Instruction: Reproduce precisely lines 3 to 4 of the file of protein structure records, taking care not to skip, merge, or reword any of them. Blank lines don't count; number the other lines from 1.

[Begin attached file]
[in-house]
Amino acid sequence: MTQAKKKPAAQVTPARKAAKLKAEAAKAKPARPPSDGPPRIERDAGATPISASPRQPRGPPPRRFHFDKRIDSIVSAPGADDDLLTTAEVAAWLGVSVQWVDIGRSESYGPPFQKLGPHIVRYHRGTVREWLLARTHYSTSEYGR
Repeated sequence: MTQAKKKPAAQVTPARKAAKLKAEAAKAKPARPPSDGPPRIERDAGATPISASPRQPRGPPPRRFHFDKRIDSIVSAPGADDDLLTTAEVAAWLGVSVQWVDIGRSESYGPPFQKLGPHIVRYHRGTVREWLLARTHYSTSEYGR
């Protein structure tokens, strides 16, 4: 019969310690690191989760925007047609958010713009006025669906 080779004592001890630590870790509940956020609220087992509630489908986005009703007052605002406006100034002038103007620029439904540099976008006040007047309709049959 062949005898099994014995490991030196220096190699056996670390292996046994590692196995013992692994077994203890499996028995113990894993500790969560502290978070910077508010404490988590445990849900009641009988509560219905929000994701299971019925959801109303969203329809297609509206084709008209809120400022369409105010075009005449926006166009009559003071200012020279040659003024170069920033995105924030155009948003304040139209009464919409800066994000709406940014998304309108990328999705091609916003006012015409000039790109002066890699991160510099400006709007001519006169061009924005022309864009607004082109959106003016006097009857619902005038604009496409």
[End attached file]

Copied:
Repeated sequence: MTQAKKKPAAQVTPARKAAKLKAEAAKAKPARPPSDGPPRIERDAGATPISASPRQPRGPPPRRFHFDKRIDSIVSAPGADDDLLTTAEVAAWLGVSVQWVDIGRSESYGPPFQKLGPHIVRYHRGTVREWLLARTHYSTSEYGR
């Protein structure tokens, strides 16, 4: 019969310690690191989760925007047609958010713009006025669906 080779004592001890630590870790509940956020609220087992509630489908986005009703007052605002406006100034002038103007620029439904540099976008006040007047309709049959 062949005898099994014995490991030196220096190699056996670390292996046994590692196995013992692994077994203890499996028995113990894993500790969560502290978070910077508010404490988590445990849900009641009988509560219905929000994701299971019925959801109303969203329809297609509206084709008209809120400022369409105010075009005449926006166009009559003071200012020279040659003024170069920033995105924030155009948003304040139209009464919409800066994000709406940014998304309108990328999705091609916003006012015409000039790109002066890699991160510099400006709007001519006169061009924005022309864009607004082109959106003016006097009857619902005038604009496409």